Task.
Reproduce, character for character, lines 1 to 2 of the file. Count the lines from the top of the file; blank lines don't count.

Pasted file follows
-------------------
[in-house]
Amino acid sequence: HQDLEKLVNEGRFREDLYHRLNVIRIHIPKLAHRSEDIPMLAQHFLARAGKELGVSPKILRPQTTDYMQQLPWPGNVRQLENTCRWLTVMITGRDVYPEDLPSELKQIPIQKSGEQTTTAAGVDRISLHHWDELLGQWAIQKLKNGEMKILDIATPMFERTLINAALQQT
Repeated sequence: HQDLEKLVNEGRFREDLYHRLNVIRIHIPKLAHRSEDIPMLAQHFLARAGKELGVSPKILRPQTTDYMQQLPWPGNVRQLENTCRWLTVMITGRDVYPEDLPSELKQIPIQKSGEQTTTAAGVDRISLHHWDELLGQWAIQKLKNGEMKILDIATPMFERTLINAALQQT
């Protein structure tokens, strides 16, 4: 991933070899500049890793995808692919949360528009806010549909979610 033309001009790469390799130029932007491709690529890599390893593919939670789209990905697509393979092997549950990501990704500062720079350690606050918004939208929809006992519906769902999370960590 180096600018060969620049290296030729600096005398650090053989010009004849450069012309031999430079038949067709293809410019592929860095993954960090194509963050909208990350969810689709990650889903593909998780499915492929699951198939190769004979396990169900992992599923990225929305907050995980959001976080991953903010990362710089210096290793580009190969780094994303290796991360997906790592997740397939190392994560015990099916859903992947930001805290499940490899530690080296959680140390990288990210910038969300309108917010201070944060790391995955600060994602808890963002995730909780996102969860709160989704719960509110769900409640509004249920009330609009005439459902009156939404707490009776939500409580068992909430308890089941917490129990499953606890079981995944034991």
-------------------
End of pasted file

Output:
[in-house]
Amino acid sequence: HQDLEKLVNEGRFREDLYHRLNVIRIHIPKLAHRSEDIPMLAQHFLARAGKELGVSPKILRPQTTDYMQQLPWPGNVRQLENTCRWLTVMITGRDVYPEDLPSELKQIPIQKSGEQTTTAAGVDRISLHHWDELLGQWAIQKLKNGEMKILDIATPMFERTLINAALQQT